The thing about Ireland – and Europe in general, really – is that there are castles all over the damn place. They’re sort of like Red Lobster restaurants in America. Everyone’s hometown has one, and they’re usually in various states of disrepair and completely empty. Unless relatives are visiting from afar, you probably aren’t going to set foot in one.
If you’ve grown up with that sort of thing, it’s not at all interesting. But for most Americans, myself included, castles are absolutely fascinating, and the prospect of seeing one in real life is almost as magical as any other fairy tale fodder – like a gingerbread house or an elvish vomitorium or a dwarvish brothel and – OH GOD I JUST REALIZED THOSE LAST TWO EXAMPLES WERE NOT FROM A CHILDREN’S BOOK.
ANYWAY, while we were in Ireland, driving around the ring of Kerry (Rand at the wheel, I sitting in the front, our friends Wil and Nora, their son, Rio, and nanny, Emily, in the back) we stopped off at a castle.
Had we been in the United States, it would have been completely blocked off and we’d have been delegated to a path that wound around it. It also would have been CRAWLING with tourists, like ants on a discarded lollipop stick.
But this was Ireland. There were castles everywhere. Which meant that we had this one – the delightfully named Ballycarbery Castle – all to ourselves.
Because I’m a travel blogger, I am compelled to tell you that the entrance to the castle is sort of half-heartedly blocked off by a fence.
And because I’m a really awesome travel blogger, I am also compelled to tell you that it’s super easy to squeeze through the fence and get to the castle.
Believe me: we were not the first people to have done this. I don’t even think we’re among the first 100,000 people to have done this. But we still had that wonderful thrill of breaking the rules, of bravely tearing off the “DO NOT REMOVE TAG” from the mattress of life and marching up towards the fort, a feeling of invincibility that stayed with me until I stepped on a cow patty.
That was a nice bit of a reality check, because you can only be so badass when you are 1.) tresspassing on a place where cows are grazing and 2.) have poo all over your tennis shoe.
It was super fresh, too. And my shoes had all these intricate grooves on the bottom and – you know what? I’m going to stop talking about this now.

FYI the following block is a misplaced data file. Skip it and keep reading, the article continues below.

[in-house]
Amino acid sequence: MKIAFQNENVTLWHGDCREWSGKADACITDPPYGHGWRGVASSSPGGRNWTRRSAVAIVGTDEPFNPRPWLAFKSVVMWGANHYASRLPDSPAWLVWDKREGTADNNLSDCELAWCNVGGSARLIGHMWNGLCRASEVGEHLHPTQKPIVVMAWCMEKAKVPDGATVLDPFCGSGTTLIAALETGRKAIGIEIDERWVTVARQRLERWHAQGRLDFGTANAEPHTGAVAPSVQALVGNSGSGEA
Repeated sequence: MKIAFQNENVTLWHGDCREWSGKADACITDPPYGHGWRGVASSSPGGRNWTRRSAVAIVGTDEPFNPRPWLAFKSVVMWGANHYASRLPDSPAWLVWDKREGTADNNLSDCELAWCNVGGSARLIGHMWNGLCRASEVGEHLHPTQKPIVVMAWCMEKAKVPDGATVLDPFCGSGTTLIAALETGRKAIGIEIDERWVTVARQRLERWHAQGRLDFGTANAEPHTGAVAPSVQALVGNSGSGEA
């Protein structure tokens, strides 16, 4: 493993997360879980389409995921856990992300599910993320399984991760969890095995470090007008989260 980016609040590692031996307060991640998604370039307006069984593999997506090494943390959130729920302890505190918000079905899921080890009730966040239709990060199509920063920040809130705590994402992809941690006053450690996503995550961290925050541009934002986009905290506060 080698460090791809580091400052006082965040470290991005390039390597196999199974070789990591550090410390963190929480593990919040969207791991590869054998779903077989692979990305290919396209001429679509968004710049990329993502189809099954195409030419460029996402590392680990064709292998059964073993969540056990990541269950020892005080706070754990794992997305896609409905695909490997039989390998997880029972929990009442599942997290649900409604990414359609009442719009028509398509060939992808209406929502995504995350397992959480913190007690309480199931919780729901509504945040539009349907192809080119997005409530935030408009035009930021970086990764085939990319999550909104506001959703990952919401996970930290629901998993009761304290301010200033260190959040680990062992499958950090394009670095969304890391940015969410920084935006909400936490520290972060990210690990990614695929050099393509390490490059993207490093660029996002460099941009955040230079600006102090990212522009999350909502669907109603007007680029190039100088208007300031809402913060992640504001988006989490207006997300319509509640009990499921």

We climbed through what was left of ancient hallways and stairwells, standing in rooms that no longer were.
We took turns holding Rio below, because even in our most daring moments, no one was going to risk taking him up the crumbling stone steps. At one point, I found Rand holding him in some centuries-old chamber below, protected from the wind.
“Is this safe?” I asked, stepping inside.
“I think so,” Rand said. “It hasn’t fallen in hundreds of years. Seems unlikely that it will now.”
I huddled with them in the little room and Rio smiled at us, and then my nerves got to me and I persuaded Rand to step outside with the wee one.
I spend so much time thinking about the people whom my friends’ children will become, that I lose sight of who they are right at this moment in time. Rio, 7 months old, passionate about eating and music and already a people person, especially when the people in question are Rand.
(Out of curiosity, did anyone else’s uterus explode? No? Just mine? Okay, cool. Just checking.)
Rio, finding joy in our company and not really caring that there was a castle behind him, and that he was, in fact, missing out. I found this sort of revelatory: happiness is not always derived from destinations or tourist attractions; sometimes all that is required is having people around you whose company you enjoy.
When you have that, it doesn’t really matter where you are. Road trips become fun, as empty stretches of highway no longer feel lonely. And a castle – something already incredible on its own – becomes nothing short of miraculous.
You start to wonder if the right company could even make the most banal thing – something as commonplace as a Red Lobster – become memorable. And then you realize: 5,000 miles and several years ago, it did just that.
“Did you have fun?” he would ask me as we drove away, the castle growing smaller in the rearview mirror, the sky turning darker and darker as the ineffective Irish sun began to set. I stared at my hands, raw and red from gripping rocks in the chilly wind; I was not even ready to contemplate the cow poo on my sneakers.
The answer, despite this, undoubtedly: Yes.
Yes, I most definitely did.